Birth weight of the baby is an important and most accessible perinatal indicator which can be used as a proxy for viability especially in cases where gestational age is not available or reliable. Birth weight also tells about the proportion of low birth weight babies either related to prematurity or fetal growth restriction. In present study we could succeed in collecting the weight of 53.6% (659) of total stillbirths. Although there are very few population based studies from LMIC, however in well designed studies also stillbirths were not weighed.
      • McClure E.M.
      • Wright L.L.
      • Goldenberg R.L.
      • et al.
      The global network: a prospective study of stillbirths in developing countries.
      ,
      • Stanton C.
      • Lawn J.E.
      • Rahman H.
      • Wilczynska-Ketende K.
      • Hill K.
      Stillbirth rates: delivering estimates in 190 countries.
      Although weighing machines are provided and weighing each newborn is common in institutional deliveries, the importance of weighing still born babies is not widely understood. There is a need to promote weighing of all newborn babies irrespective of their status (live born or still born). This recommendation would contribute to a better understanding about stillbirth. It has been found that even for weighing a stillborn baby there are hurdles of social taboos and culture barriers.
      • Stanton C.
      • Lawn J.E.
      • Rahman H.
      • Wilczynska-Ketende K.
      • Hill K.
      Stillbirth rates: delivering estimates in 190 countries.
      Furthermore there is reluctance amongst the health care provider and families to weigh stillborn and this would be more difficult in babies who are born at home or on the way. Fortunately in this study there were very few births at home or on the way to the hospital. There is significant improvement in institutional delivery rate over years and present study have also shown >90% of institutional delivery rate even in rural area.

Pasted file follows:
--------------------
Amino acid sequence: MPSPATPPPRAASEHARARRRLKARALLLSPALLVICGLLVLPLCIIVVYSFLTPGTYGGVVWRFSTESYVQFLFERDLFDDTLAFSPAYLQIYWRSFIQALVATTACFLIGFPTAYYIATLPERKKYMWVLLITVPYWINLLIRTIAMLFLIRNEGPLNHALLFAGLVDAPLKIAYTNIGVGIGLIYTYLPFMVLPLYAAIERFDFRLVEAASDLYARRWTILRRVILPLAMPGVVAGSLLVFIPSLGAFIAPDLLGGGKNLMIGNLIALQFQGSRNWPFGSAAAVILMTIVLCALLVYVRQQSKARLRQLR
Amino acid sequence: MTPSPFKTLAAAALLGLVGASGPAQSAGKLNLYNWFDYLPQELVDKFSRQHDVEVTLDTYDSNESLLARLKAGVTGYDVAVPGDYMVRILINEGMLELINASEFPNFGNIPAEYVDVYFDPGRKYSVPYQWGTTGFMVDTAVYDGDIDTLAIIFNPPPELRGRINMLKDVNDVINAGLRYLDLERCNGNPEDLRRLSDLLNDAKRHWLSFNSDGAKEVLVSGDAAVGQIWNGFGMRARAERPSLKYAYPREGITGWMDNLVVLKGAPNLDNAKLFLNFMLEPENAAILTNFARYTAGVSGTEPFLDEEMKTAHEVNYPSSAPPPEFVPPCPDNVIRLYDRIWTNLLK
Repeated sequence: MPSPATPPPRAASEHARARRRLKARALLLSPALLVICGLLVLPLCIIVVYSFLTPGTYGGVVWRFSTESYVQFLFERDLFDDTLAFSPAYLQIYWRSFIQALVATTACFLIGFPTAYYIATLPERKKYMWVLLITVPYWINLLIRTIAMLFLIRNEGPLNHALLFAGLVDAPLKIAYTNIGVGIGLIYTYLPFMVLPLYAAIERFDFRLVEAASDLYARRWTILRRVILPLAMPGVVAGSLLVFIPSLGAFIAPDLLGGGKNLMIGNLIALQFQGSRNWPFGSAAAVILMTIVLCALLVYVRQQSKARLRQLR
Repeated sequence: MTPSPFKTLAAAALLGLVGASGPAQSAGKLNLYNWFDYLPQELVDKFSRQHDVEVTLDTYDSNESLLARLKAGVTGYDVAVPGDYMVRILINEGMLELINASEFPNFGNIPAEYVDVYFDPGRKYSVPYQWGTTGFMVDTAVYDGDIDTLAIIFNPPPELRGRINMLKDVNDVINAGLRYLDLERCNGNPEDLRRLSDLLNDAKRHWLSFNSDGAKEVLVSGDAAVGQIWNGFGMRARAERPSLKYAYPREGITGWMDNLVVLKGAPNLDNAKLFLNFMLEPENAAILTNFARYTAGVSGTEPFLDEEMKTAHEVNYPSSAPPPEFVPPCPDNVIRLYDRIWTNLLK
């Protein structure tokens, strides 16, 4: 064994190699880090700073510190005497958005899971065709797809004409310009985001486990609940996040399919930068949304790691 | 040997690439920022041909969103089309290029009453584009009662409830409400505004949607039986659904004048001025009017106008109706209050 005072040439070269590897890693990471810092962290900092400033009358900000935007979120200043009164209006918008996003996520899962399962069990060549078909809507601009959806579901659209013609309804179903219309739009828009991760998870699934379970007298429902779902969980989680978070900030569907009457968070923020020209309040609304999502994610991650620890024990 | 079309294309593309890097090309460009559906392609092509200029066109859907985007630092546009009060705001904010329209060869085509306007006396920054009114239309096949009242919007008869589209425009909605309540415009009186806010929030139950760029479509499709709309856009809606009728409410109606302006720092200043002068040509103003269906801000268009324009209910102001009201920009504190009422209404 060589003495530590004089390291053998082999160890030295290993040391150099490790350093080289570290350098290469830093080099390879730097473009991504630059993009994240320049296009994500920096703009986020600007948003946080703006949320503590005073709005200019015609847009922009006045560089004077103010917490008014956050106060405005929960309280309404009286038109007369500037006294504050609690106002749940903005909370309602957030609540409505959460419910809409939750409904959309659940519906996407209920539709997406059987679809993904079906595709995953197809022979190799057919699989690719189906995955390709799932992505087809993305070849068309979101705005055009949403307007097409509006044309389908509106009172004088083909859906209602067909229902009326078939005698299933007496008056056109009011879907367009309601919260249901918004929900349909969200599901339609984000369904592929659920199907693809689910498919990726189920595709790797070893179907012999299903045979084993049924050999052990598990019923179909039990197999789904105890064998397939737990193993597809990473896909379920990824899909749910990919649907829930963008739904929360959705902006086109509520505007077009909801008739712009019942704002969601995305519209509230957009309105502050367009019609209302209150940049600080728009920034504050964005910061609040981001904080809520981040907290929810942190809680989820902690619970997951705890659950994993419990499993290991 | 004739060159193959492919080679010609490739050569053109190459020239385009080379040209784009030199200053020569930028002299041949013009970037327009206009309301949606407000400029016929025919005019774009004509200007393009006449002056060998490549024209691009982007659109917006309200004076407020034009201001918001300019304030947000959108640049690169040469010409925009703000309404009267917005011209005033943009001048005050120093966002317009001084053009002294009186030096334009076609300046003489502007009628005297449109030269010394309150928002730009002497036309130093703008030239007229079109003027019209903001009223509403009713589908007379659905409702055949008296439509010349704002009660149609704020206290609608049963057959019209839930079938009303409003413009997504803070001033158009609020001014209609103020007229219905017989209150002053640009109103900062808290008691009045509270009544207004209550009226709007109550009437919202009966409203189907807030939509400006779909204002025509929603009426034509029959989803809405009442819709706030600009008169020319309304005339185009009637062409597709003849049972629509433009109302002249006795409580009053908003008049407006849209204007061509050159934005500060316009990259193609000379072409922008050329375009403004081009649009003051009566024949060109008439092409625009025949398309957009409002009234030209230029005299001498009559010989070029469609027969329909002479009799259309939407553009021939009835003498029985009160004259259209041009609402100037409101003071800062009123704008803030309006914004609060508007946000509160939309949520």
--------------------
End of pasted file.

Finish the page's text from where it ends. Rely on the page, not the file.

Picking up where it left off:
• McClure E.M.
      • Wright L.L.
      • Goldenberg R.L.
      • et al.
      The global network: a prospective study of stillbirths in developing countries.
      Out of 659 stillbirths (where birth weight was available), 56% of them had normal birth weight (>2500 g) and rest all were of low birth weight. One reason for the missing birth weights in the present study is that child birth takes place in different institutions in the private and public sector and awareness about the importance of recording birth weights may not be uniform. There should be provision of weighing balance in labour rooms in all the facilities where deliveries occur.
      We could investigate successfully 1228 cases out of 1327 stillbirth reported (92.5%) and were able to differentiate fresh stillbirth from macerated on the basis of description provided by the family and ASHA on phone independently. Majority of these stillbirths were fresh stillbirths (80.6%), which indicate the probability of very high intrapartum stillbirth rate. This finding is similar to the estimated stillbirth rates in South Asia and Sub Saharan Africa which suggest more than half are intrapartum.
      • Lawn J.E.
      • Blencowe H.
      • Waiswa P.
      • et al.
      Stillbirths: rates, risk factors, and acceleration towards 2030.
      However in a recent population based prospective study from South Asia and Sub Saharan Africa in which verbal autopsies were done for each death, antepartum stillbirth (56%) were found to be higher than intrapartum deaths (44%).
      • Ahmed I.
      • Ali S.M.
      • Amenga-Etego S.
      • et al.
      Population-based rates, timing, and causes of maternal deaths, stillbirths, and neonatal deaths in south Asia and sub-Saharan Africa: a multi-country prospective cohort study.